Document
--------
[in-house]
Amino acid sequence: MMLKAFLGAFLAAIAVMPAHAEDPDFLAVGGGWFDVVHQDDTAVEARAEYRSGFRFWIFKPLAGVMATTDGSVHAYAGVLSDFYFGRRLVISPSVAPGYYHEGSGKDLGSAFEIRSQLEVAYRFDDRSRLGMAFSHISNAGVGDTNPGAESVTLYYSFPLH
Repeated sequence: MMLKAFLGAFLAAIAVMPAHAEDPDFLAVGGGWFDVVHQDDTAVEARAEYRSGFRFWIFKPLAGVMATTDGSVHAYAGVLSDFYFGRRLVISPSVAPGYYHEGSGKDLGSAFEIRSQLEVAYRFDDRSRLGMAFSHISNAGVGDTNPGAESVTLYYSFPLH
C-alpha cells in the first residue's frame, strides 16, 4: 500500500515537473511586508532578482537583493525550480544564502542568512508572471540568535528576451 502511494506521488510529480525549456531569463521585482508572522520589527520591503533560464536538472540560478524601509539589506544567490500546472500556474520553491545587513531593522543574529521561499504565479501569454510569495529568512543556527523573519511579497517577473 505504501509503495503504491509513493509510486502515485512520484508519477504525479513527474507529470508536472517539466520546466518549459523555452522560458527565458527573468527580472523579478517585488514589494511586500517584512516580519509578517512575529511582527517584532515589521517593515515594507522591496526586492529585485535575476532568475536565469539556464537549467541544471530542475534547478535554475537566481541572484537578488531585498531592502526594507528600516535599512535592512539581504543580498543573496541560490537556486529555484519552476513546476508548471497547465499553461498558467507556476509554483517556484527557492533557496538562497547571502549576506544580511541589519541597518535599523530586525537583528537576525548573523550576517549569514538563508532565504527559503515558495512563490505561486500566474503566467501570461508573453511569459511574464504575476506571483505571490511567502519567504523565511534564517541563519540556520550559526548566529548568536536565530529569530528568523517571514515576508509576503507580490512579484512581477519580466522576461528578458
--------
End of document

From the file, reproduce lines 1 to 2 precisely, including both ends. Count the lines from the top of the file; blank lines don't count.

[in-house]
Amino acid sequence: MMLKAFLGAFLAAIAVMPAHAEDPDFLAVGGGWFDVVHQDDTAVEARAEYRSGFRFWIFKPLAGVMATTDGSVHAYAGVLSDFYFGRRLVISPSVAPGYYHEGSGKDLGSAFEIRSQLEVAYRFDDRSRLGMAFSHISNAGVGDTNPGAESVTLYYSFPLH